2008 record      


Voters heading to the polls next week are increasingly downbeat about the direction of the country and the economy, are concerned about Ebola and largely oppose President Obama's plans on immigration, the latest IBD/TIPP poll finds.

Obama also continues to get extremely low marks for his handling of the economy, the Islamic State and Ebola, and for his leadership of the country. Those feelings could be a huge drag on Democratic candidates in Tuesday's midterm elections, with Republicans favored to win back control of the Senate.

But Obama's overall approval rating actually climbed this month from a record low, and voters are split on who should control Congress.

The poll found that 64% are dissatisfied with the direction of the country, which is up from 59% in the previous IBD/TIPP poll. Nearly two-thirds (65%) don't like the direction the country is going in terms of morals and ethics.

The public is particularly unhappy with the economy.

Six in ten say that they are not satisfied with current federal economic policies; only 39% say they are. Independents are even more distraught, with 67% saying they're dissatisfied and 32% saying they're happy with current economic policies.

More troubling still is the finding that nearly 5 1/2 years after the recession officially ended — and despite Obama's efforts to talk up recent economic results — fully 43% think we're still in a recession. And that's up from 39% who thought so the month before.

More than half (52%) say that the economy is not improving, and just 20% think things will improve over the next six months.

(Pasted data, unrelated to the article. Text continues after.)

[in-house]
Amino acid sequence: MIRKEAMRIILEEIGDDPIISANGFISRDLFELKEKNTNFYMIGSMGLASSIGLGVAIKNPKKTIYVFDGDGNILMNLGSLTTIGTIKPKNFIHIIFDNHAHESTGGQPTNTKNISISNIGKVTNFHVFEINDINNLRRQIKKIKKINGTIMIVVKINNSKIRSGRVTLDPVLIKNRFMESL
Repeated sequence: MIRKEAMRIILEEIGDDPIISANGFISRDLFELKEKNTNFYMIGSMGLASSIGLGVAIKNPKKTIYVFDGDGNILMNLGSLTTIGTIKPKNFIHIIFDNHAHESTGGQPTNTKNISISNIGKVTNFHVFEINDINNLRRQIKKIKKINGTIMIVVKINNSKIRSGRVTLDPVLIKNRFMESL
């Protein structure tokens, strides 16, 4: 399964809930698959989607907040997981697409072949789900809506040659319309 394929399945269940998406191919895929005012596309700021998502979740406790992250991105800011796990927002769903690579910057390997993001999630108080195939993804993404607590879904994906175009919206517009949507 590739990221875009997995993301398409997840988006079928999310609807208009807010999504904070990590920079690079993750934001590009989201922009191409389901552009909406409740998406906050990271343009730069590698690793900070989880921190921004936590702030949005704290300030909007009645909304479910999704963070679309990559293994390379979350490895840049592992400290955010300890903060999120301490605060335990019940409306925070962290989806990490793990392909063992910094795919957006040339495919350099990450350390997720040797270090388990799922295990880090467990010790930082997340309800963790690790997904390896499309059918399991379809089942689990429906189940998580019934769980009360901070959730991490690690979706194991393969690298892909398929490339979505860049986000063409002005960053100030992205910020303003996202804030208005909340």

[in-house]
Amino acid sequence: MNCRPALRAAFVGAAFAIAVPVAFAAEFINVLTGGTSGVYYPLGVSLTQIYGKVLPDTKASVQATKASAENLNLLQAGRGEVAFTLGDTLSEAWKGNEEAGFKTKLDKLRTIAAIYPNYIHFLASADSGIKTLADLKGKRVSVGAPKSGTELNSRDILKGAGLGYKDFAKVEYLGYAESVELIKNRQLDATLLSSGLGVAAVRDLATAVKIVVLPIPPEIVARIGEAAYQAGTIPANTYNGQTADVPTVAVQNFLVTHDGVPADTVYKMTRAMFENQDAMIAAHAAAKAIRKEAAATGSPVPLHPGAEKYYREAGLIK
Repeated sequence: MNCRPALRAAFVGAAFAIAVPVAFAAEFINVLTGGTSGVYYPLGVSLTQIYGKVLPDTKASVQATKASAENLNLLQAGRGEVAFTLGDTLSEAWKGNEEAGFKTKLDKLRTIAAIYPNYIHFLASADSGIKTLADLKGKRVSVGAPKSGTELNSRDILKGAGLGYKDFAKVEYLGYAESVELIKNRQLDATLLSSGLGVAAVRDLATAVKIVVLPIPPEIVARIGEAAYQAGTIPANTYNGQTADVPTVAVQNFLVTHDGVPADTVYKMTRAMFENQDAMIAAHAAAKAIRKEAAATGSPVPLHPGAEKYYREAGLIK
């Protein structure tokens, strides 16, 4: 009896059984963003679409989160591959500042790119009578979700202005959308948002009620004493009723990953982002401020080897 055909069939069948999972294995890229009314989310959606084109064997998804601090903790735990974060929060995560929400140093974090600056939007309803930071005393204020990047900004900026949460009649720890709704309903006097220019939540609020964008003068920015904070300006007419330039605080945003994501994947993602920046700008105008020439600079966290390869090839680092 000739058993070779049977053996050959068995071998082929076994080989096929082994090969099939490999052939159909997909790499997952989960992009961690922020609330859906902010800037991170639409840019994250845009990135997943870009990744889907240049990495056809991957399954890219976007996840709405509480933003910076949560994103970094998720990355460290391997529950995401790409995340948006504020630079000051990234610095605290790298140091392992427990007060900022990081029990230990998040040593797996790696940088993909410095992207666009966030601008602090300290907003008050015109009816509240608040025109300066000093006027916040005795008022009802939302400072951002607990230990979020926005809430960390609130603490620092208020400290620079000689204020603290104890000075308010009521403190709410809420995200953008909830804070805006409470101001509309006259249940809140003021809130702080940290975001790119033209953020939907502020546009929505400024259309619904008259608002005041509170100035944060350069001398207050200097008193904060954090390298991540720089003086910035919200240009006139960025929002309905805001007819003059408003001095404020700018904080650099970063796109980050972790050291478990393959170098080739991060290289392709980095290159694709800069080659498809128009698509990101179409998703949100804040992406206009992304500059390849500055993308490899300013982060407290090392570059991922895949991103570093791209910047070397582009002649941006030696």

A vast majority is also worried about an outbreak of Ebola in the U.S. — 70% say that they are concerned, while 27% say they're not. And an equal share supports the ban on flights from Ebola-afflicted countries in West Africa that the Obama administration has rejected.

The poll also found that 40% of likely voters say they are less inclined to vote for a candidate who supports Obama, while only 22% are more inclined — nearly a 2-to-1 ratio. Among independents, the ratio is 3-to-1 (37% to 12%).

Many Democrats running for re-election have been shunning Obama or trying to distance themselves from his policies.

Another sign of potential trouble for Democrats is the poll's finding that 61% of likely voters say that ObamaCare is of "high importance" in determining their vote. Among independents — more than half of whom oppose ObamaCare — 57% give it a high importance ranking.

Despite all this, Obama's approval rating ticked up this month from 38% to 41%, and his favorability rating climbed from 39% to 43%. In addition, slightly more see Obama's presidency as a success than last month, though the number is still below 50%.

The changes are in part due to a surge in support from Democrats but also from increased support among independents.

However, Obama continues to get very low marks on his handling of the Islamic State (28% say he's doing a good job); Ebola (33% good); managing the federal budget (29%); creating jobs and economic growth (35%).

Fully 61% oppose an Obama executive action granting amnesty to those in the U.S. illegally.

At the same time, the IBD/TIPP poll found that voters aren't entirely sold on Republicans, either.

When asked which party they'd prefer to have control of Congress, 44% of likely voters said the GOP, while 43% said Democrats. Independents like each party even less — 37% favor Republican control, 35% want Dems in charge.

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